This means that the dry and windy conditions could make it easy for wildfires to spread easily and quickly.
Travis Herzog, ABC13’s chief meteorologist, said about 90% of Texas’ wildfires are man-made and there are steps you can take to protect your home and community.
According to the Texas A&M Forest Service, dry and windy conditions are causing a gradual increase in wildfire activity across Texas, and more resources are being added in areas of concern in west and south Texas to effectively respond to new wildfires that may arise due to wildfires these conditions.
“It’s a multitude of factors,” said Matthew Ford, a wildland-urban interface specialist at Texas A&M Forest Service. “We have dry winds. We have drying out vegetation. We also have conditions that are historically typical of La Nina conditions that bring a lot of that dry humidity and we’re not only seeing the temperatures a little bit above normal, but also that the relative humidity has dropped and has subsided so that the conditions we have seen over the past several years are simply reappearing.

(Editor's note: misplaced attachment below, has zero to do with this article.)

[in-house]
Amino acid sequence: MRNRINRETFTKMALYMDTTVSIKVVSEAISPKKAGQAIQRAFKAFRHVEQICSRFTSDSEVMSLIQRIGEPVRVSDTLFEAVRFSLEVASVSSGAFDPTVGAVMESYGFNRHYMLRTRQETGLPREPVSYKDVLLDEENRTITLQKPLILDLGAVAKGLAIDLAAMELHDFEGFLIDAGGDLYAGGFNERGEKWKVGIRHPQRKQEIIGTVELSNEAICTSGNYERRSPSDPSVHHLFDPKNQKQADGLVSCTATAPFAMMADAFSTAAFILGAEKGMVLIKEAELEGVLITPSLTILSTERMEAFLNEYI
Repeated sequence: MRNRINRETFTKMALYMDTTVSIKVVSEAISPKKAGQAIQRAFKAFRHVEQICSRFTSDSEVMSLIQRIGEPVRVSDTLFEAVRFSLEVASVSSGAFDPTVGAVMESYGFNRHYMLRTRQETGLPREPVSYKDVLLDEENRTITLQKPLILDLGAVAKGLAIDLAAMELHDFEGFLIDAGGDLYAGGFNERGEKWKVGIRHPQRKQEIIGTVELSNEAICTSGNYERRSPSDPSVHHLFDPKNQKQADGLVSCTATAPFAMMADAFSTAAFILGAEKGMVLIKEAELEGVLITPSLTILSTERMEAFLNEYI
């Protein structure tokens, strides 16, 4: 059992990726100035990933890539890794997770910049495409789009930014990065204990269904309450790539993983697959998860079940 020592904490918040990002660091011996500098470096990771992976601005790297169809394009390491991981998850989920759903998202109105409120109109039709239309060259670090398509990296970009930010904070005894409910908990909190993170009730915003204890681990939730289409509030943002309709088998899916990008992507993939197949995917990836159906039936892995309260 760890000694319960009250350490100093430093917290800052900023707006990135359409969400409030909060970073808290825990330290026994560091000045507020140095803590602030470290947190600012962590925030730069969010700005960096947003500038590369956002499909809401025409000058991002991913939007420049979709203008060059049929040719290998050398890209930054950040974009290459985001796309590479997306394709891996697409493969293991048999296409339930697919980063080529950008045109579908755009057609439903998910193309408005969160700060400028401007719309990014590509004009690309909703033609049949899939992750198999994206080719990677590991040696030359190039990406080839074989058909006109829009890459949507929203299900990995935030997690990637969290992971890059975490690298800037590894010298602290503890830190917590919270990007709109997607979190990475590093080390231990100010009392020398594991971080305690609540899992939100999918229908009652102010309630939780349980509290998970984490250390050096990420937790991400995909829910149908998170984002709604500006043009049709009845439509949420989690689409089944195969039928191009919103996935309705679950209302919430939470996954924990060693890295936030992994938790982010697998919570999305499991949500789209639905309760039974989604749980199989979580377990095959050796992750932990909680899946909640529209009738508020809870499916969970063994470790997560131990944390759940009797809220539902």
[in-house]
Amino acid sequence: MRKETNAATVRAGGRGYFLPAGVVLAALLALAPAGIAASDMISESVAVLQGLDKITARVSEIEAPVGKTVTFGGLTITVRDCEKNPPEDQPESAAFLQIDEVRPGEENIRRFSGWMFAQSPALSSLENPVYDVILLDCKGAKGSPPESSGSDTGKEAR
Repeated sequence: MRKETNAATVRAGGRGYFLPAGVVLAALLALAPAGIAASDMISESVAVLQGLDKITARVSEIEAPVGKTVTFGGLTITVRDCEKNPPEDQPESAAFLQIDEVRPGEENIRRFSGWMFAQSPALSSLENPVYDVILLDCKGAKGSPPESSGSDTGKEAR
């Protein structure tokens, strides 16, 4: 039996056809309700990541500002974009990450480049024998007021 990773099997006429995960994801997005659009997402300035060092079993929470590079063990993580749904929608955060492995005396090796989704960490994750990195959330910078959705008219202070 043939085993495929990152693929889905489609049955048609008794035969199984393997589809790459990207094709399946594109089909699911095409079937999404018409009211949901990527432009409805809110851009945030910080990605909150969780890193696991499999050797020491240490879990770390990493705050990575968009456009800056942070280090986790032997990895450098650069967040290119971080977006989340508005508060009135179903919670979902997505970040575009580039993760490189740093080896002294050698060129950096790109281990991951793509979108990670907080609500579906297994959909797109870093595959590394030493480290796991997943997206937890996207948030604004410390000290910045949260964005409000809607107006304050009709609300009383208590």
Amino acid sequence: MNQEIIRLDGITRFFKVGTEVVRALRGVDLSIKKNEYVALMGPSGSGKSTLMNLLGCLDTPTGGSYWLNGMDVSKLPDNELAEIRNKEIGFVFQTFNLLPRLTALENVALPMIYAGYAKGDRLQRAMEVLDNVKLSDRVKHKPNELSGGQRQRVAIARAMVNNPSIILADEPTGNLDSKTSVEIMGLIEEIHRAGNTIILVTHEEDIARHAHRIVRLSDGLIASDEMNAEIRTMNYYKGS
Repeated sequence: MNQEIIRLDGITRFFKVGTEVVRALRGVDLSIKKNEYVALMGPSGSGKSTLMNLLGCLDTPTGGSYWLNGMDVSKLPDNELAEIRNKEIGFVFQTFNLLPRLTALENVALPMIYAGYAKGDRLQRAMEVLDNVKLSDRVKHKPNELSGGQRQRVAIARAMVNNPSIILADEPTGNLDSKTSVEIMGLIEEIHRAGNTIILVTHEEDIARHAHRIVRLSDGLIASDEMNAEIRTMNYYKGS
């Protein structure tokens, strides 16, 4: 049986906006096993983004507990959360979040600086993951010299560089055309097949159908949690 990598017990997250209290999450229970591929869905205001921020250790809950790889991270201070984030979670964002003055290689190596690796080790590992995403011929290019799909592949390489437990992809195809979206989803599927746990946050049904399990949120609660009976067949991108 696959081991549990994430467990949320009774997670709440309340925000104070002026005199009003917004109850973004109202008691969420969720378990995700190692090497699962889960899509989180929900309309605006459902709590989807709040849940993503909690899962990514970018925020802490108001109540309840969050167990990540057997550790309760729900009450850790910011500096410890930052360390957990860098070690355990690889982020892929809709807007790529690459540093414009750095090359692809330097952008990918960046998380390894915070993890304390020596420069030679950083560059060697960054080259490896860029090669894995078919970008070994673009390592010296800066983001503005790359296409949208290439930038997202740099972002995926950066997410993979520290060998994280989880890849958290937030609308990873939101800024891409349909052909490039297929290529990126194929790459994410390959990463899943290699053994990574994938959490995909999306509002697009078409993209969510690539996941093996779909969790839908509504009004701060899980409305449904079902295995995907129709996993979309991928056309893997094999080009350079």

There are ways people can help reduce the risk of wildfires, including trimming the trees and low-hanging branches, creating 30 feet of defensible space around your home by watering regularly and spacing out your plants, and stay weather aware
“As for the rest of this year, spring is really critical,” Herzog said. “If we miss the spring rains, as we did in 2011, which is one of the most extreme droughts we’ve had, it leads to extreme summer heat. There’s this feedback cycle that it’s so hot and so dry that it dries things even more.” It just takes the fire to start and the wind to get going and you can see rapid growth .
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https://abc13.com/fire-warning-safety-wildfire-brushfire/11722578/ Houston Weather: What you need to know about the potential fire hazard in Houston